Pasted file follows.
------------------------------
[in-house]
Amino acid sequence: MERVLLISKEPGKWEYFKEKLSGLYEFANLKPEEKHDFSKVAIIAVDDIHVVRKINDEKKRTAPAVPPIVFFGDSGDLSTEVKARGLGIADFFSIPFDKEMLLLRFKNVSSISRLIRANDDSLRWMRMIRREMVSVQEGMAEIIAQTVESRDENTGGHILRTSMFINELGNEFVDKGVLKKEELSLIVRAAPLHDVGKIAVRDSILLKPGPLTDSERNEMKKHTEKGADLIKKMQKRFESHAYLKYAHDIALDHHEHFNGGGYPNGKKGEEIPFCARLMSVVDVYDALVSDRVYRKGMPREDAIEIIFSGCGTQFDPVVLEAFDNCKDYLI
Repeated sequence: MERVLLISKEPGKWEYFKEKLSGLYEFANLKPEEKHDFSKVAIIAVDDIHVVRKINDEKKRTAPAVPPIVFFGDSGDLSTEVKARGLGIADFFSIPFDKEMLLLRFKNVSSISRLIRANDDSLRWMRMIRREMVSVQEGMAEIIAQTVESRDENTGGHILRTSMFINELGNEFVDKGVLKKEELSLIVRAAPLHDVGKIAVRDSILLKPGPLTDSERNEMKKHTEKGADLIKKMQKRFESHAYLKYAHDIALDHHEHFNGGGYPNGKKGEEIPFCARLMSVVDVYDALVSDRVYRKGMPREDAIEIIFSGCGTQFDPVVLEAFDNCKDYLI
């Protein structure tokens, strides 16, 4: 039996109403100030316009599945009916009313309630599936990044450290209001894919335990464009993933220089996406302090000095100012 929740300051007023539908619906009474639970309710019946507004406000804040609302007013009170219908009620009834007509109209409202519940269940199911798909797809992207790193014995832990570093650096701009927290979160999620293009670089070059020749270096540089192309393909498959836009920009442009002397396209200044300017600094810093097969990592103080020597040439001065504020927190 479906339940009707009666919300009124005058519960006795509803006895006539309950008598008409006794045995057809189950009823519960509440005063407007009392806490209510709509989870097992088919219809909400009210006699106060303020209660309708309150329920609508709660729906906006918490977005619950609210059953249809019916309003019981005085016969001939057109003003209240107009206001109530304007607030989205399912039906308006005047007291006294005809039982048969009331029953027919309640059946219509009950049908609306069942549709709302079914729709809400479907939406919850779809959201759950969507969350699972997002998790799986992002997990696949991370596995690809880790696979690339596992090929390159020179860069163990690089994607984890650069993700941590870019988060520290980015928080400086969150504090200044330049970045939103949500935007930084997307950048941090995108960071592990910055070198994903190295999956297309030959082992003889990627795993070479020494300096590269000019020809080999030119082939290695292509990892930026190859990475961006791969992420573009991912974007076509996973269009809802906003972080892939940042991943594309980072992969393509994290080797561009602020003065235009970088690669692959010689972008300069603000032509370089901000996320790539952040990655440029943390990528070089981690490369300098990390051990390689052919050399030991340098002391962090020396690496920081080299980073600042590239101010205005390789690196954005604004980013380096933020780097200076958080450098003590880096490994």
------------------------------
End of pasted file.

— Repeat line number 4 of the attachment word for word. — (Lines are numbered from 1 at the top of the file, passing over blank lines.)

């Protein structure tokens, strides 16, 4: 039996109403100030316009599945009916009313309630599936990044450290209001894919335990464009993933220089996406302090000095100012 929740300051007023539908619906009474639970309710019946507004406000804040609302007013009170219908009620009834007509109209409202519940269940199911798909797809992207790193014995832990570093650096701009927290979160999620293009670089070059020749270096540089192309393909498959836009920009442009002397396209200044300017600094810093097969990592103080020597040439001065504020927190 479906339940009707009666919300009124005058519960006795509803006895006539309950008598008409006794045995057809189950009823519960509440005063407007009392806490209510709509989870097992088919219809909400009210006699106060303020209660309708309150329920609508709660729906906006918490977005619950609210059953249809019916309003019981005085016969001939057109003003209240107009206001109530304007607030989205399912039906308006005047007291006294005809039982048969009331029953027919309640059946219509009950049908609306069942549709709302079914729709809400479907939406919850779809959201759950969507969350699972997002998790799986992002997990696949991370596995690809880790696979690339596992090929390159020179860069163990690089994607984890650069993700941590870019988060520290980015928080400086969150504090200044330049970045939103949500935007930084997307950048941090995108960071592990910055070198994903190295999956297309030959082992003889990627795993070479020494300096590269000019020809080999030119082939290695292509990892930026190859990475961006791969992420573009991912974007076509996973269009809802906003972080892939940042991943594309980072992969393509994290080797561009602020003065235009970088690669692959010689972008300069603000032509370089901000996320790539952040990655440029943390990528070089981690490369300098990390051990390689052919050399030991340098002391962090020396690496920081080299980073600042590239101010205005390789690196954005604004980013380096933020780097200076958080450098003590880096490994």